Nowcasting Russian GDP using forecast combination approach
In an uncertain world, decisions by market participants are based on expectations. Thus, sentiment indicators reflecting expectations are proven at predicting economic variables. However, survey respondents largely perceive the world through media reports. Typically, crude media information, like word-count indices, is used in the prediction of macroeconomic and financial variables. Here, we employ a rich data set provided by Media Tenor International, based on sentiment analysis of opinion-leading media in Germany from 2001 to 2014, transformed into several monthly indices. German industrial production is predicted in a real-time out-of-sample forecasting experiment using more than 17,000 models formed of all possible combinations with a maximum of 3 out of 48 macroeconomic, survey, and media indicators. Media data are indispensable for the prediction of German industrial production both for individual models and as a part of combined forecasts, particularly during the global financial crisis.
The problem of optimal monetary policy is extremely relevant for Russia. Although the monetary authority claims that inflation targeting is the main goal of the monetary policy, empirical finding suggest that the real exchange rate targeting is of major importance (see Vdovichenko / Voronina 2004). Due to the rising flow of petrodollars, the rouble is currently experiencing a significant real appreciation. The fear to harm exports causes the monetary authority to respond by accumulating dollar reserves and increasing the money supply, thus preventing a nominal appreciation. Such policy leads to high inflation which benefits of some groups at the expense of others. That is why the optimal degree of intervention is in the centre of the current political and economic debate.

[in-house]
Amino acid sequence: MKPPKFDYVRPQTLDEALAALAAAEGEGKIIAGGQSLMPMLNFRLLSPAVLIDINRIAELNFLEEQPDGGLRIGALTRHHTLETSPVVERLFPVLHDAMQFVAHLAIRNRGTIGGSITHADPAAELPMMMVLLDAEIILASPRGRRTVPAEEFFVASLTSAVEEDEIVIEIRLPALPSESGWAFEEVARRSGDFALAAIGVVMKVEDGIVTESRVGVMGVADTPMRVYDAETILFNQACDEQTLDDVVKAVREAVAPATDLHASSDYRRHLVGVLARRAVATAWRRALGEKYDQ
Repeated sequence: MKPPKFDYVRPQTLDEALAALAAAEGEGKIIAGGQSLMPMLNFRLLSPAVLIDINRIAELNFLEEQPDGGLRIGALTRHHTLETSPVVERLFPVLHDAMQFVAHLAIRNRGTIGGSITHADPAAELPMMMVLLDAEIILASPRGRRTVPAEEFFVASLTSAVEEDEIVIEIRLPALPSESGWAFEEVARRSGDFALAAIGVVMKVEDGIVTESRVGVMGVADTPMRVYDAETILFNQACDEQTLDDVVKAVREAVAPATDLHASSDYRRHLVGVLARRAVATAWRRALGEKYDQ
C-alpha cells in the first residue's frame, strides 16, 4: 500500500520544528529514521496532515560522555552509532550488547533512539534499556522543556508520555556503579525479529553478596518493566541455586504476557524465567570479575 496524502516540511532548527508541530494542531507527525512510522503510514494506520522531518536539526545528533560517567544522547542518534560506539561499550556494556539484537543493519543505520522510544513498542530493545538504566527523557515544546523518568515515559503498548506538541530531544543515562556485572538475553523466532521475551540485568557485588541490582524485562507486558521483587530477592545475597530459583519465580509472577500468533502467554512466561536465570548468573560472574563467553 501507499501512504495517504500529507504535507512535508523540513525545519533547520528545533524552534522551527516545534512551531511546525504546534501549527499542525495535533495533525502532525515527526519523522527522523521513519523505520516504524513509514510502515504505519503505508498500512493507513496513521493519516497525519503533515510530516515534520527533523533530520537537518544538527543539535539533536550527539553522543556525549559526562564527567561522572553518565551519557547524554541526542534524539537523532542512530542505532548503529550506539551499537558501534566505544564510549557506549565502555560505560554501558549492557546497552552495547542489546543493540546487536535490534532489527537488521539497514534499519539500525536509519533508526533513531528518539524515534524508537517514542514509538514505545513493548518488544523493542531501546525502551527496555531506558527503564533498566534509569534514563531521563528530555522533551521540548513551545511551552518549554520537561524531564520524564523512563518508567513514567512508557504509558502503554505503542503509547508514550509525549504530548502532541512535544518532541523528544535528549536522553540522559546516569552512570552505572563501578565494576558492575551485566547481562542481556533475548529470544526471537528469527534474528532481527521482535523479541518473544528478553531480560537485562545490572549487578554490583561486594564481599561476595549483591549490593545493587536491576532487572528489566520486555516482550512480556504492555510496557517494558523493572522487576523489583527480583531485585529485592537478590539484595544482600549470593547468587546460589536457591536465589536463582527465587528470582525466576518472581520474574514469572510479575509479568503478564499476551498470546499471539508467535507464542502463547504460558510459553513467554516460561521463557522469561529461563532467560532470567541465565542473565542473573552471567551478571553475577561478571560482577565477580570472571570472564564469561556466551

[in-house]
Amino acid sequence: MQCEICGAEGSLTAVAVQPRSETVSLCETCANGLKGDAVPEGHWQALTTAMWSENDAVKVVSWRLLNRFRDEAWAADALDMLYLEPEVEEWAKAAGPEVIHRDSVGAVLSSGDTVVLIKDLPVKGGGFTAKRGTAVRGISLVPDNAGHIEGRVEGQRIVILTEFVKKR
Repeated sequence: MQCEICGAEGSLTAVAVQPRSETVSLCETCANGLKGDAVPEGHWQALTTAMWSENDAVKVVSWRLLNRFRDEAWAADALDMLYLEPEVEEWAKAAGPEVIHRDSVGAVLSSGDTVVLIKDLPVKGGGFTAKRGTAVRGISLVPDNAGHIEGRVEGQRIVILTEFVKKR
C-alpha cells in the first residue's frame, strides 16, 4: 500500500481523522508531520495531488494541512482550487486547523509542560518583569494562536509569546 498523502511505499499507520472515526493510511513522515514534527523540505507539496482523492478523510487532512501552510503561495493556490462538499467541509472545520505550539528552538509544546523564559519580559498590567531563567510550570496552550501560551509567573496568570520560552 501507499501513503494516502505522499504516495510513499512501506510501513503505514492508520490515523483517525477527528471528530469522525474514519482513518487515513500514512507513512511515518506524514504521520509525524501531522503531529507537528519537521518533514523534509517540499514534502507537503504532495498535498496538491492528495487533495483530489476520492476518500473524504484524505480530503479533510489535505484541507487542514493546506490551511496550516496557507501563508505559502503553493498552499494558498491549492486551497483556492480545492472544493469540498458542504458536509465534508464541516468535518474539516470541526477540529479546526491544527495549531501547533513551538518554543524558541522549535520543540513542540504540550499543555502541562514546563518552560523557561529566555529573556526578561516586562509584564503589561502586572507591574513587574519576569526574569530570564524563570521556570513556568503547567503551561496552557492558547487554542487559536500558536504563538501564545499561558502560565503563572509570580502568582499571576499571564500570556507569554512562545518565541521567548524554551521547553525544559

The article is essentially an analysis of supervision and oversight in the national payment system as the activities of the Bank of Russia. The essence of supervision and oversight in the light of the Draft Federal Law «On the national payment system» and international practice are analyzed. Moreover, for a more detailed consideration of oversight, it is compared with certain measures of banking supervision, such as preventive measures and credit organization curatorship.
Monograph by S. Khasyanova «Upgrading Banking Regulation and Supervision in Russia in the line with International Standards» is devoted to the study of the development of banking regulation and supervision in Russia on the basis of international principles and standards. The process of implementation of international principles and standards of banking regulation in the Russian Federation and the following consequences are analyzed in the context of financial stability. Particular attention is paid to macroeconomic regulation and development of prudential regulations and requirements for banks, taking into account banking sector peculiarities. The regulation of systemic risk, identification of systemically important banks and applied to them a particular regulatory regime were investigated. The Deposit Insurance System and its role in enhancing the stability of banks as well as its directions of improvement are also considered in the study. The book is intended for professionals in the field of finance and banking, teachers and students of universities’ economic and financial departments.